WSJ’s Marketbeat reports of troubles Hungary may be headed into. The blog post reports:
Hungary this morning had its own T-bill auction, just like Italy. It did not go so well!
Hungary’s auction had a bid-to-cover ratio of just 1.0, and it had to pay a 6.79% yield to move the debt.
I decided to do some basic analysis of what is going on. The Annual Report On Exchange Arrangements And Exchange Restrictions 2010 reports that
and also that:
FT provides the chart of EURHUF:
The depreciation got me even more curious. More screenshots from data sources below. The first one is Hungary’s current account balance as a percentage of GDP, courtesy IMF’s World Economic Outlook, Sep 2011.
(Click to enlarge)
So Hungary has been running a huge current account deficits since many years. A current account deficit means that a nation’s expenditure is higher than income and the difference has to be financed by net borrowing from abroad. During boom times, this may not be problematic but the accumulated debt has to be rolled by attracting foreigners by hook or crook. The route most chosen to prevent getting things out of control is be deflating demand. Only in a Mundell-Fleming fantasy world does the nation’s currency depreciate to bring the current balance of payments to zero and an equilibrium with respect to the external world.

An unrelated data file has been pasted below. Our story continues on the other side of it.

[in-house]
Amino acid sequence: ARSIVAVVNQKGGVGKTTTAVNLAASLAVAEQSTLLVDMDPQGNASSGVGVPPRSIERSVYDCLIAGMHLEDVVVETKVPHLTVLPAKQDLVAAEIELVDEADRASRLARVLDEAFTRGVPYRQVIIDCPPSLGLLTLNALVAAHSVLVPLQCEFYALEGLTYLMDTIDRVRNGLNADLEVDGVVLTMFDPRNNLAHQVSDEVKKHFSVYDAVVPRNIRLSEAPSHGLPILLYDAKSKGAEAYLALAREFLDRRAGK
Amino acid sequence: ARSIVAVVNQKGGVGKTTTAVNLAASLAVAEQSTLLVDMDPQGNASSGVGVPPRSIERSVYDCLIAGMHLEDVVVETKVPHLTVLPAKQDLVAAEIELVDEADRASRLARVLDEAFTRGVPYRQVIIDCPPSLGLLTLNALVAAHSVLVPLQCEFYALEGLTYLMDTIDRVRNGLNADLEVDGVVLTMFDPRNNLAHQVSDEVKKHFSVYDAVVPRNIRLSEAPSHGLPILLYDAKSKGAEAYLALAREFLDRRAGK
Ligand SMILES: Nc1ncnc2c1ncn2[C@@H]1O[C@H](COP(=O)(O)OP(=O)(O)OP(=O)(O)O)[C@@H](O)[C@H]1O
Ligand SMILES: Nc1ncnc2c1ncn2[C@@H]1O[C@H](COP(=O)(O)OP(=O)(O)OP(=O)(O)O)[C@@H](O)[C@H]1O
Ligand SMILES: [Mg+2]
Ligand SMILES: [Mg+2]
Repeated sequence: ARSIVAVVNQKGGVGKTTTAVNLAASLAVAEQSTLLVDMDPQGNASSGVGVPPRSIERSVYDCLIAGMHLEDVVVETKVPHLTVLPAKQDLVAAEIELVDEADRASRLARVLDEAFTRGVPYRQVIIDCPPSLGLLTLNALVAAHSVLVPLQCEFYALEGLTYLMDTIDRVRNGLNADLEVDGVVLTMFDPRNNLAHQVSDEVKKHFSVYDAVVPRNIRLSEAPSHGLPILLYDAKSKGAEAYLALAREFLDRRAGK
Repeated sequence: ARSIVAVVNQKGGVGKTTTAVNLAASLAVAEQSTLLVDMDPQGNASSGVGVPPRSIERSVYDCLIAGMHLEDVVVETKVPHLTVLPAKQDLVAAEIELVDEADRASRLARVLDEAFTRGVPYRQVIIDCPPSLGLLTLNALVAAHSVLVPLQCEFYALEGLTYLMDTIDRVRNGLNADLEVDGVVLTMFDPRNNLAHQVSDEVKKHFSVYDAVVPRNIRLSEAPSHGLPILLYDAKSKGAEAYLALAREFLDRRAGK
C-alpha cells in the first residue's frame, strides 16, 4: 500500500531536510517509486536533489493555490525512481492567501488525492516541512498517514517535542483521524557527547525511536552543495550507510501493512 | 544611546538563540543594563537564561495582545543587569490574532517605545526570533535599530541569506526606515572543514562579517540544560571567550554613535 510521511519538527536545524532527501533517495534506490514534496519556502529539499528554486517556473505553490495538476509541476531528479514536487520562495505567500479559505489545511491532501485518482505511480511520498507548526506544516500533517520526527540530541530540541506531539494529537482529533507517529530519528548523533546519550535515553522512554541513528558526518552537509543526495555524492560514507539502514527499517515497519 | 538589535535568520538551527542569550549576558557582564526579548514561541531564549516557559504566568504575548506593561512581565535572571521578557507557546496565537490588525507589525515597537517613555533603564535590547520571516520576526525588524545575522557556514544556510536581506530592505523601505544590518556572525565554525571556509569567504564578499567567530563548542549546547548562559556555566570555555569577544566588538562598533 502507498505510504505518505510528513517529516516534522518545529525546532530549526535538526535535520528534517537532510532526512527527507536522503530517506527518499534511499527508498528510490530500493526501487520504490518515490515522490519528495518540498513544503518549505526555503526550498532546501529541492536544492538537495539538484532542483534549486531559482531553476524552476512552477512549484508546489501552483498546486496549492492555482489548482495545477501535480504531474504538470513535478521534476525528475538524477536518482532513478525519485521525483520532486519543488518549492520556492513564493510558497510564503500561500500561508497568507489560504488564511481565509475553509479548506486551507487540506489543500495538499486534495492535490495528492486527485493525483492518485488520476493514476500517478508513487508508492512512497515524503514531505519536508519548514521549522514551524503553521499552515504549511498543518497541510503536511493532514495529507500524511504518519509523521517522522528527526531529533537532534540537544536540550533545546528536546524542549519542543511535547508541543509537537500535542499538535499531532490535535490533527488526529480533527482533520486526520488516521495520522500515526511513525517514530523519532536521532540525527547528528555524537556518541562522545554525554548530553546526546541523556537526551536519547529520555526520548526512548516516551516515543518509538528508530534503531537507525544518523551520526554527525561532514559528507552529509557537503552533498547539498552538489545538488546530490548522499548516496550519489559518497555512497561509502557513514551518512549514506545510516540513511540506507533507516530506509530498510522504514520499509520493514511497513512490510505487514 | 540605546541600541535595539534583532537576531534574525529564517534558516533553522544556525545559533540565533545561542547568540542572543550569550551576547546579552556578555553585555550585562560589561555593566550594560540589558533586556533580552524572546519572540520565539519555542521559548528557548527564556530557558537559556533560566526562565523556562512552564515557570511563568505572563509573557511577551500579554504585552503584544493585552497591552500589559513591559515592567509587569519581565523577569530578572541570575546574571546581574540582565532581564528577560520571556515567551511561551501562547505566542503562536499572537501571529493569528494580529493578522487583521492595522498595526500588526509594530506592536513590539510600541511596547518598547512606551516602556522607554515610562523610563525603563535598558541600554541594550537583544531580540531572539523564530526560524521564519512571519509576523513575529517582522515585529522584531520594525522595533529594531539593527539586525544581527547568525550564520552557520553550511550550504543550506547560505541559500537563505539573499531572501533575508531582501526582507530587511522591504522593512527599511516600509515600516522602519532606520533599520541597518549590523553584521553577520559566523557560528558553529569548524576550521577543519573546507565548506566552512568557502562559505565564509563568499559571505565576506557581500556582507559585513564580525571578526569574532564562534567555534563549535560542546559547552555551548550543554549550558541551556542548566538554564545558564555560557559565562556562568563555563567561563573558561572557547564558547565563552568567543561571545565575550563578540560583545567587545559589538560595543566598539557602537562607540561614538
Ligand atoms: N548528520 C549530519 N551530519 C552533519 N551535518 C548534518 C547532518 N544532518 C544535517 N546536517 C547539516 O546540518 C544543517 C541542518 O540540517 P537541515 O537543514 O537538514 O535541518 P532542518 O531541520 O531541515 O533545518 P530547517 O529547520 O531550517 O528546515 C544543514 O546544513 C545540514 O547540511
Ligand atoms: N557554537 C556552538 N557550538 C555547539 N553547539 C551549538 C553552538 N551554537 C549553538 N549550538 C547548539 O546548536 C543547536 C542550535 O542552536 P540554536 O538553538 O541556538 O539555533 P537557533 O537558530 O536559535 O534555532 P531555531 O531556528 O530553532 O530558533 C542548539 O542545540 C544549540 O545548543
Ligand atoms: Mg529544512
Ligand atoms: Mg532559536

Hungary is a small nation with GDP equivalent of €97b (in 2010, using an approximate average 2010 exchange rate of HUFEUR=0.0036. Note to self: This needs more correction). Due to deficits in the international current balance of payments, the nation has accumulated a debt equivalent of €113.59b (the negative of NIIP) according to the the release Hungary’s balance of payments: 2011 Q2 from Magyar Nemzeti Bank – Hungary’s central bank. With net foreign asset position worse than -100% of GDP, this puts Hungary’s economy in a terrible position. Recent data suggests an improvement in external trade but the international currency markets are not impressed.
According to this Wikipedia Map, Hungary is obliged to join the Eurozone, and has no opt-out option like UK. However, it has not satisfied the Maastricht criteria, and hence the Eurozone won’t let it in yet. Better not! As long as Hungary has its own currency, its government can make a draft at the central bank to finance a portion of its deficit and gives it a tool to protect itself in the short term. So Hungary is protected from being Greece as long as it is not in the Eurozone. But in the long run, Hungary’s growth will be constrained by its balance of payments.